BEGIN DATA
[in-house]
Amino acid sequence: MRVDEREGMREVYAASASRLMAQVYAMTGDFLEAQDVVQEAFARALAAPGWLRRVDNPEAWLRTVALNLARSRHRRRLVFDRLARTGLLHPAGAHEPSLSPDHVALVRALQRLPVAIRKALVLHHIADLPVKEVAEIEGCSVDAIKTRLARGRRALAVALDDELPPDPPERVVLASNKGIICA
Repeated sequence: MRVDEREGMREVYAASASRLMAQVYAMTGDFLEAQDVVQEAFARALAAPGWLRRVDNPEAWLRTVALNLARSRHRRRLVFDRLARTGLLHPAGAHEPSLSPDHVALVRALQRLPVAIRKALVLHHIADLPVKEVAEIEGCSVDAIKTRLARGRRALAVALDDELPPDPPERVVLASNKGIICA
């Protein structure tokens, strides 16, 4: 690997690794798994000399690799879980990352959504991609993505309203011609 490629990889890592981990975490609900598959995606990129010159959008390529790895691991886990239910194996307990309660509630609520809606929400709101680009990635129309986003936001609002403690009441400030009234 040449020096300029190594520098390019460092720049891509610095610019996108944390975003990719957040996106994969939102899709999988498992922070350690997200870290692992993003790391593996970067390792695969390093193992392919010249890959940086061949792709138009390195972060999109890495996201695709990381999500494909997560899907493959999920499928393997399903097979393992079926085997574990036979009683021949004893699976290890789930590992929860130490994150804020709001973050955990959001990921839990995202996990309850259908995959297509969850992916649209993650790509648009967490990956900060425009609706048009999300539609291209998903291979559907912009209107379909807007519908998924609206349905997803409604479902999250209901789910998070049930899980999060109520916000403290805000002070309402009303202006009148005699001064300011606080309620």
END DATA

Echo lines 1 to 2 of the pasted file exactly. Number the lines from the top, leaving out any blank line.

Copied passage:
[in-house]
Amino acid sequence: MRVDEREGMREVYAASASRLMAQVYAMTGDFLEAQDVVQEAFARALAAPGWLRRVDNPEAWLRTVALNLARSRHRRRLVFDRLARTGLLHPAGAHEPSLSPDHVALVRALQRLPVAIRKALVLHHIADLPVKEVAEIEGCSVDAIKTRLARGRRALAVALDDELPPDPPERVVLASNKGIICA